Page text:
ALBUQUERQUE — As the 2020 election cycle nears its end, some voters are turning away from establishment political parties.
One of the parties attracting young voters in particular is the Party for Socialism and Liberation (PSL), a self-described revolutionary Marxist party whose presidential ticket will appear on New Mexicans’ ballots in 2020.
The PSL 2020 presidential ticket features Albuquerque native and longtime activist Gloria La Riva for president and disability rights advocate and cultural worker Sunil Freeman for vice president. The party is hoping to ride a wave of youth support.
La Riva has been active in the socialist movement for more than 40 years, and has seen socialism go from a dirty word to an increasingly popular political idea in the United States.
“I’ve spoken with so many (students) who have joined our party,” La Riva said. “My feeling is that it started from at least (the 2011 Occupy Wall Street movement). Occupy was an expression of (the feeling that) the 99% are suffering at the hands of the 1%.”
A 2019 Gallup poll showed support for capitalism has declined among millennials and gen Z voters in the past decade. Only 50% of respondents viewed capitalism favorably, the same as the number who viewed socialism favorably.
College students supported Vermont Senator Bernie Sanders, a self-proclaimed democratic socialist, during the 2020 Democratic primary. Although Sanders’ policy propositions are mostly in line with European social democracy, his performance in the primary is indicative of socialism’s appeal to young voters.
“For me the biggest thing that got me into (the PSL) was Bernie, and I think that’s (the case for) a lot of people in the party too,” Niklas Cole, a senior at the University of New Mexico and organizer for the PSL, said. “The things he was talking about really resonated with our age group: free education and free healthcare. We’re all scared of going to college and accumulating all this student debt, and we’re scared to get sick and get all these medical bills.”
Young voters have a tendency to lean heavily to the political left, but some have come to feel that Democrats do not represent their views. Indeed, even college voters who plan to vote for Democratic nominee Joe Biden are not very enthusiastic about his candidacy.
“I’m voting socialist because the Democratic Party is refusing to build its coalition leftward,” Joel Robinson, a UNM senior planning to vote for the La Riva/Freeman ticket, said. “They already lost with this strategy in 2016 and ignored the clear signs of movement to the left … It’s important to signal to the Democrats that they won’t win with a milquetoast coalition.”
A number of UNM students and alumni are organizers with the PSL and have played a critical role in getting the party on the ballot in New Mexico, one of 15 states in which La Riva and Freeman appear on the ballot. The Albuquerque PSL has been active on campus as well.
“We had a protest before school started about the tuition raise,” Cole said. “We highlighted where this money is actually going. Most of it is just going to big administration and President (Garnett) Stokes. We’d rather have our money going to us than funding someone and their paycheck.”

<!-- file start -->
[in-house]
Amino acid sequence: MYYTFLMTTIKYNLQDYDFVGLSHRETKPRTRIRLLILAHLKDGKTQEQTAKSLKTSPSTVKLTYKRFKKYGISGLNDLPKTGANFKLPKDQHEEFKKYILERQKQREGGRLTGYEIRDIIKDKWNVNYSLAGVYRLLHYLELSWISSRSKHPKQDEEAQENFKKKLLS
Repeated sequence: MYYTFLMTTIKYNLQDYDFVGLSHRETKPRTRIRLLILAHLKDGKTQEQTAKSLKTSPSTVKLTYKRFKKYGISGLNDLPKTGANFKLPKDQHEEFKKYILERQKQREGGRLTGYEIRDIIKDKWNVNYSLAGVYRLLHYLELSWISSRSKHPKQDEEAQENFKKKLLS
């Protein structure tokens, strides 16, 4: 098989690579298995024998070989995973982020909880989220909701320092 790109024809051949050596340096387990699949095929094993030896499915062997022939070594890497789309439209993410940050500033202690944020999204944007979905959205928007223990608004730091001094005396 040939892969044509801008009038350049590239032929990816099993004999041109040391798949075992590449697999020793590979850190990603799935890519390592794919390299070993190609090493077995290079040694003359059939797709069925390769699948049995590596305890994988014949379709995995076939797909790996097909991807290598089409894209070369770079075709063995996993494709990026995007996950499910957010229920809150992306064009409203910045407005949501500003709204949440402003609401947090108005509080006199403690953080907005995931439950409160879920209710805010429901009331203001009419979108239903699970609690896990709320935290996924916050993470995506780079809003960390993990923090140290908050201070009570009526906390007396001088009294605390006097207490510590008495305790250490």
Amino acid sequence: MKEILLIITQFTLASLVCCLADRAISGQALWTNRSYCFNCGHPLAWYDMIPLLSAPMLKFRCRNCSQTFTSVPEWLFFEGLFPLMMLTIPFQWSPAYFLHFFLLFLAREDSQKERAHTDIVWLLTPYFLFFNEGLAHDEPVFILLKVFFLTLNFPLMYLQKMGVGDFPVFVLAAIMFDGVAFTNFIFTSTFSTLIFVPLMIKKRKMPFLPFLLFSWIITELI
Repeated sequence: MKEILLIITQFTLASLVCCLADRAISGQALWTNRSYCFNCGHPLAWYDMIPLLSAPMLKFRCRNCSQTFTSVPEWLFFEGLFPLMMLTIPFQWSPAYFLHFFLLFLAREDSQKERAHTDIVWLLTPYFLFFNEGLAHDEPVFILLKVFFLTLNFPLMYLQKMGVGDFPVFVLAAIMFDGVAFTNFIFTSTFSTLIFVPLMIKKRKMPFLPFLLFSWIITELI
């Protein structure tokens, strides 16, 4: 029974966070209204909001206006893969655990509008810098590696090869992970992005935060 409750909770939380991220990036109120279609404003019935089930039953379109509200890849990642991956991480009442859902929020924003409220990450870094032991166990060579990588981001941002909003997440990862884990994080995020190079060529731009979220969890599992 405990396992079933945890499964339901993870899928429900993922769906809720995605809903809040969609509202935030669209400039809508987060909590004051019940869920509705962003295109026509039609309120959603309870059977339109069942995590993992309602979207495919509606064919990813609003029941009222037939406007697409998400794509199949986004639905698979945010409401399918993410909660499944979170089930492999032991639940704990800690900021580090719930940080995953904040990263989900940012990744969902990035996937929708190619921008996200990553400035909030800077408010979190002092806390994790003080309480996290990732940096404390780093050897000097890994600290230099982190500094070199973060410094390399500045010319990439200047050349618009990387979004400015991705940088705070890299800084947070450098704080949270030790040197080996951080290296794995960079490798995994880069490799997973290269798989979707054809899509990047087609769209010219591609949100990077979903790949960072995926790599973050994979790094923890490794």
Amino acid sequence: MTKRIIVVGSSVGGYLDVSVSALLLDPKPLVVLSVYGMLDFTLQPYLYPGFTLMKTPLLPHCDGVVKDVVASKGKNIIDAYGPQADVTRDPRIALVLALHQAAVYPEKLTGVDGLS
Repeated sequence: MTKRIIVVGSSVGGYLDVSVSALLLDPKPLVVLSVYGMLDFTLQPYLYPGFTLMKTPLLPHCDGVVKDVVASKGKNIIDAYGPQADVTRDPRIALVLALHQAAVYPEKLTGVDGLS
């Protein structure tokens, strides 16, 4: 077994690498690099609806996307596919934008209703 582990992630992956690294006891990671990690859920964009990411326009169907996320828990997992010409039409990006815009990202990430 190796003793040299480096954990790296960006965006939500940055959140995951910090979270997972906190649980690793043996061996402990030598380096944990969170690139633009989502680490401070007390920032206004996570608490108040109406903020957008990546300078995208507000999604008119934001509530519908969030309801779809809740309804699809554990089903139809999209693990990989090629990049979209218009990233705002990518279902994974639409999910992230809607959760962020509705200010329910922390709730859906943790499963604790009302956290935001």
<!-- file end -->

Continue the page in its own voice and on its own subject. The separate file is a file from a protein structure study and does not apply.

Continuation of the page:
Beyond student-specific policy concerns, the party contends that two of the most pressing issues in the United States today — the failure to contain the coronavirus and the country’s reckoning with racism — have laid bare the failings of American capitalism.
When asked about a socialist approach to the pandemic, La Riva responded that a national plan is still possible and laid out a plan including testing and contact tracing programs, hazard pay for essential workers, guaranteed pay to keep workers at home, cancellation of rent and mortgages and a program to assist the unhoused, among other strategies.
“When you look at how the U.S. has handled the pandemic … It’s a pretty clear indictment of the way capitalism views human beings,” Robinson said. “I was fortunate to keep my job and receive a stimulus check, but most of my friends would not have been financially okay without the support of their families.”
The country is also in the midst of a renewed push for racial justice, sparked by the police killings of George Floyd and Breonna Taylor.
Several PSL members were recently arrested in Denver for organizing protests for Elijah McClain. McClain was killed by Aurora police in August 2019, and the case has received renewed interest recently. The protesters are reportedly facing felony charges, which the PSL has called “bogus.”
“The Denver protesters are facing possibly decades in prison for peacefully leading protests,” La Riva said. “The very district attorney that the protesters were demanding prosecute the police (who killed McClain) chose to indict the protesters (instead).”
A petition calling for the charges against the protesters to be dropped has received thousands of signatures, among them several prominent intellectuals, journalists, religious leaders and activists.
“There is a national committee being formed,” La Riva said. “(They) are joining together to demand that (the protesters) be freed and all charges dropped, and we’re going to keep fighting until that happens.”
La Riva and the PSL expressed unequivocal opposition to the Trump administration but do not believe voters on the left should be confined to always settling for the Democratic nominee.
“That’s been the argument every four years,” La Riva said. “We understand the justified anger at what Trump has done — he’s a criminal. But it’s not the person, it’s not the president, it’s not the party: It’s the system. That’s what has to change.”
William Bowen is a freelance reporter at the Daily Lobo. He can be contacted at firstname.lastname@example.org or on Twitter @BowenWrites